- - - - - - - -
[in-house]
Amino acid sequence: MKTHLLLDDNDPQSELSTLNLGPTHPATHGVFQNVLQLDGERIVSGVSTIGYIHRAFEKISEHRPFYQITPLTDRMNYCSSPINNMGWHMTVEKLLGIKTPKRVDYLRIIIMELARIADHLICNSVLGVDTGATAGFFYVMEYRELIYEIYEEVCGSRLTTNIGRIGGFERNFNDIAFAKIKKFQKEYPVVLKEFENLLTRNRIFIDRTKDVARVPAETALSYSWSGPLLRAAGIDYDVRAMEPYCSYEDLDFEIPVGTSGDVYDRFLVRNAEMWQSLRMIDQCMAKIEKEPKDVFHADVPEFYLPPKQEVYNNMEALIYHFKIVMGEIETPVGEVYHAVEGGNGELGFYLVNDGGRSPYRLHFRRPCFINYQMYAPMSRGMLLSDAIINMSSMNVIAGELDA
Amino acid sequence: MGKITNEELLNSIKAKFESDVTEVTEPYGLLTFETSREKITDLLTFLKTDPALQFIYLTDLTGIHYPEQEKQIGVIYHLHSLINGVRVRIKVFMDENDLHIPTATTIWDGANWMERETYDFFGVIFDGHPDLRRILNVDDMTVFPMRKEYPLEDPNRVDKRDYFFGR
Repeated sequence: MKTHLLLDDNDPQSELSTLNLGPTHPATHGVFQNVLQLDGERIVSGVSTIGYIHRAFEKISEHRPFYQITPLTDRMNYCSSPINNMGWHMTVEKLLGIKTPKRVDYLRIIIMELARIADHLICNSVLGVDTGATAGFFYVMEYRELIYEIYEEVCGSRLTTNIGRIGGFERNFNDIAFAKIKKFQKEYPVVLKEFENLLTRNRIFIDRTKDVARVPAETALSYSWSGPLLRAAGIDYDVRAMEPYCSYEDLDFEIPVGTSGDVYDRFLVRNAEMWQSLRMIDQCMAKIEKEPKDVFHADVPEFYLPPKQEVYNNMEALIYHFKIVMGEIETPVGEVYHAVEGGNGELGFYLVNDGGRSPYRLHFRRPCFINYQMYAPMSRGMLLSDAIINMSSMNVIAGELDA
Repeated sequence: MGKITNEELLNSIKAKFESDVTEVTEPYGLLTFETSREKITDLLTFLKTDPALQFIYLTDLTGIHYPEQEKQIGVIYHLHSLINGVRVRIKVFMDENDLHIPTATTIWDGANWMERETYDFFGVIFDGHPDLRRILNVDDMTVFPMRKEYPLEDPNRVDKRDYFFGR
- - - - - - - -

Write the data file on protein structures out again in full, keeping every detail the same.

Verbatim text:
[in-house]
Amino acid sequence: MKTHLLLDDNDPQSELSTLNLGPTHPATHGVFQNVLQLDGERIVSGVSTIGYIHRAFEKISEHRPFYQITPLTDRMNYCSSPINNMGWHMTVEKLLGIKTPKRVDYLRIIIMELARIADHLICNSVLGVDTGATAGFFYVMEYRELIYEIYEEVCGSRLTTNIGRIGGFERNFNDIAFAKIKKFQKEYPVVLKEFENLLTRNRIFIDRTKDVARVPAETALSYSWSGPLLRAAGIDYDVRAMEPYCSYEDLDFEIPVGTSGDVYDRFLVRNAEMWQSLRMIDQCMAKIEKEPKDVFHADVPEFYLPPKQEVYNNMEALIYHFKIVMGEIETPVGEVYHAVEGGNGELGFYLVNDGGRSPYRLHFRRPCFINYQMYAPMSRGMLLSDAIINMSSMNVIAGELDA
Amino acid sequence: MGKITNEELLNSIKAKFESDVTEVTEPYGLLTFETSREKITDLLTFLKTDPALQFIYLTDLTGIHYPEQEKQIGVIYHLHSLINGVRVRIKVFMDENDLHIPTATTIWDGANWMERETYDFFGVIFDGHPDLRRILNVDDMTVFPMRKEYPLEDPNRVDKRDYFFGR
Repeated sequence: MKTHLLLDDNDPQSELSTLNLGPTHPATHGVFQNVLQLDGERIVSGVSTIGYIHRAFEKISEHRPFYQITPLTDRMNYCSSPINNMGWHMTVEKLLGIKTPKRVDYLRIIIMELARIADHLICNSVLGVDTGATAGFFYVMEYRELIYEIYEEVCGSRLTTNIGRIGGFERNFNDIAFAKIKKFQKEYPVVLKEFENLLTRNRIFIDRTKDVARVPAETALSYSWSGPLLRAAGIDYDVRAMEPYCSYEDLDFEIPVGTSGDVYDRFLVRNAEMWQSLRMIDQCMAKIEKEPKDVFHADVPEFYLPPKQEVYNNMEALIYHFKIVMGEIETPVGEVYHAVEGGNGELGFYLVNDGGRSPYRLHFRRPCFINYQMYAPMSRGMLLSDAIINMSSMNVIAGELDA
Repeated sequence: MGKITNEELLNSIKAKFESDVTEVTEPYGLLTFETSREKITDLLTFLKTDPALQFIYLTDLTGIHYPEQEKQIGVIYHLHSLINGVRVRIKVFMDENDLHIPTATTIWDGANWMERETYDFFGVIFDGHPDLRRILNVDDMTVFPMRKEYPLEDPNRVDKRDYFFGR